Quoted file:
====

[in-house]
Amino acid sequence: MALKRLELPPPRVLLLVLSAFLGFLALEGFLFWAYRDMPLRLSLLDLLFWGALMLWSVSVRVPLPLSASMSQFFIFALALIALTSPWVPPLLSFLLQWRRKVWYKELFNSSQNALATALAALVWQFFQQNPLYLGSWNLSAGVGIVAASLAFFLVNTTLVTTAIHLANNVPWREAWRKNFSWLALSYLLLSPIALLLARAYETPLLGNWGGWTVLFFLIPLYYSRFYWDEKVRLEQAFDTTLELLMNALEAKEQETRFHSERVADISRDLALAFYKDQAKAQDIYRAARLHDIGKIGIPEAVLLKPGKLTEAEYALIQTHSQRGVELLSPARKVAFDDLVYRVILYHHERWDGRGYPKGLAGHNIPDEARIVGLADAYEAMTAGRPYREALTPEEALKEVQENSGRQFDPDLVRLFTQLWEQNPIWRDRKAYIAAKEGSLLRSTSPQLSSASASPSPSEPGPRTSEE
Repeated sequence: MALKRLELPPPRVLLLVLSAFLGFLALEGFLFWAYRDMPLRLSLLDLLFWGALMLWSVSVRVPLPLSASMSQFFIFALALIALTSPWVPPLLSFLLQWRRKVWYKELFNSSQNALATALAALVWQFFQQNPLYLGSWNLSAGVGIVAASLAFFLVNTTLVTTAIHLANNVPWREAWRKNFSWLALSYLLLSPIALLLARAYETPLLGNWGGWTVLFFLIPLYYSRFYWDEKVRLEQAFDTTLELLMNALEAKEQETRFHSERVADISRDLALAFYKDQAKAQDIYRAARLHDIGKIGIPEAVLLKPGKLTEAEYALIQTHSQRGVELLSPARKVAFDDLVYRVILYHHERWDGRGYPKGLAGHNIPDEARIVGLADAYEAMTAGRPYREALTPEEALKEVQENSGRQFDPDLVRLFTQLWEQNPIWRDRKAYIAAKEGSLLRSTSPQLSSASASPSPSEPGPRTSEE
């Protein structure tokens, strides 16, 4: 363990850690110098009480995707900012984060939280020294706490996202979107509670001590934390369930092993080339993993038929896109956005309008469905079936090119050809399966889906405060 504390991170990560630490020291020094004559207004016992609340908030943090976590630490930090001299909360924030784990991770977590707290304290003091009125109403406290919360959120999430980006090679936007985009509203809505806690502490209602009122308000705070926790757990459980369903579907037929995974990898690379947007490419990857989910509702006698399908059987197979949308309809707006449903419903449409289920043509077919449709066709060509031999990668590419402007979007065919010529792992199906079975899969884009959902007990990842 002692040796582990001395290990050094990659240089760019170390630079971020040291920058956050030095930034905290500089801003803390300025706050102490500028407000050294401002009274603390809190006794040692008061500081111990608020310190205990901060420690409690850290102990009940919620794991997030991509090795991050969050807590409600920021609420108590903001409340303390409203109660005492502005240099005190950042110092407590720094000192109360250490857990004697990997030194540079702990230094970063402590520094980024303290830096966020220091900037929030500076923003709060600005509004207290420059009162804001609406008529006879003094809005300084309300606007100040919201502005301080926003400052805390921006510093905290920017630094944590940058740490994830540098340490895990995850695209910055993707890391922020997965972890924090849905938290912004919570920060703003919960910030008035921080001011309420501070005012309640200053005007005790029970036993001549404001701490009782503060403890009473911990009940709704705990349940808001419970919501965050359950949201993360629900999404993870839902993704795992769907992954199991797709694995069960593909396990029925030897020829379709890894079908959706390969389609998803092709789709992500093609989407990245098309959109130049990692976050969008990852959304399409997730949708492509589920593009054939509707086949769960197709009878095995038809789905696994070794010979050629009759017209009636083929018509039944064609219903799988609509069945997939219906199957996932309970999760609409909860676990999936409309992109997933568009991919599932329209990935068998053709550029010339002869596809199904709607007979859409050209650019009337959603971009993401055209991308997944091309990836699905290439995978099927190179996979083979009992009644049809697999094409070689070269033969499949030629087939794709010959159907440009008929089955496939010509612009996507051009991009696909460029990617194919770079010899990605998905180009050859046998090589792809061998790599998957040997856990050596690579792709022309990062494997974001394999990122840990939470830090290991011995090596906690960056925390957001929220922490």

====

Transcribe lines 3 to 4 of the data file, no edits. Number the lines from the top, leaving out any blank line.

Repeated sequence: MALKRLELPPPRVLLLVLSAFLGFLALEGFLFWAYRDMPLRLSLLDLLFWGALMLWSVSVRVPLPLSASMSQFFIFALALIALTSPWVPPLLSFLLQWRRKVWYKELFNSSQNALATALAALVWQFFQQNPLYLGSWNLSAGVGIVAASLAFFLVNTTLVTTAIHLANNVPWREAWRKNFSWLALSYLLLSPIALLLARAYETPLLGNWGGWTVLFFLIPLYYSRFYWDEKVRLEQAFDTTLELLMNALEAKEQETRFHSERVADISRDLALAFYKDQAKAQDIYRAARLHDIGKIGIPEAVLLKPGKLTEAEYALIQTHSQRGVELLSPARKVAFDDLVYRVILYHHERWDGRGYPKGLAGHNIPDEARIVGLADAYEAMTAGRPYREALTPEEALKEVQENSGRQFDPDLVRLFTQLWEQNPIWRDRKAYIAAKEGSLLRSTSPQLSSASASPSPSEPGPRTSEE
């Protein structure tokens, strides 16, 4: 363990850690110098009480995707900012984060939280020294706490996202979107509670001590934390369930092993080339993993038929896109956005309008469905079936090119050809399966889906405060 504390991170990560630490020291020094004559207004016992609340908030943090976590630490930090001299909360924030784990991770977590707290304290003091009125109403406290919360959120999430980006090679936007985009509203809505806690502490209602009122308000705070926790757990459980369903579907037929995974990898690379947007490419990857989910509702006698399908059987197979949308309809707006449903419903449409289920043509077919449709066709060509031999990668590419402007979007065919010529792992199906079975899969884009959902007990990842 002692040796582990001395290990050094990659240089760019170390630079971020040291920058956050030095930034905290500089801003803390300025706050102490500028407000050294401002009274603390809190006794040692008061500081111990608020310190205990901060420690409690850290102990009940919620794991997030991509090795991050969050807590409600920021609420108590903001409340303390409203109660005492502005240099005190950042110092407590720094000192109360250490857990004697990997030194540079702990230094970063402590520094980024303290830096966020220091900037929030500076923003709060600005509004207290420059009162804001609406008529006879003094809005300084309300606007100040919201502005301080926003400052805390921006510093905290920017630094944590940058740490994830540098340490895990995850695209910055993707890391922020997965972890924090849905938290912004919570920060703003919960910030008035921080001011309420501070005012309640200053005007005790029970036993001549404001701490009782503060403890009473911990009940709704705990349940808001419970919501965050359950949201993360629900999404993870839902993704795992769907992954199991797709694995069960593909396990029925030897020829379709890894079908959706390969389609998803092709789709992500093609989407990245098309959109130049990692976050969008990852959304399409997730949708492509589920593009054939509707086949769960197709009878095995038809789905696994070794010979050629009759017209009636083929018509039944064609219903799988609509069945997939219906199957996932309970999760609409909860676990999936409309992109997933568009991919599932329209990935068998053709550029010339002869596809199904709607007979859409050209650019009337959603971009993401055209991308997944091309990836699905290439995978099927190179996979083979009992009644049809697999094409070689070269033969499949030629087939794709010959159907440009008929089955496939010509612009996507051009991009696909460029990617194919770079010899990605998905180009050859046998090589792809061998790599998957040997856990050596690579792709022309990062494997974001394999990122840990939470830090290991011995090596906690960056925390957001929220922490």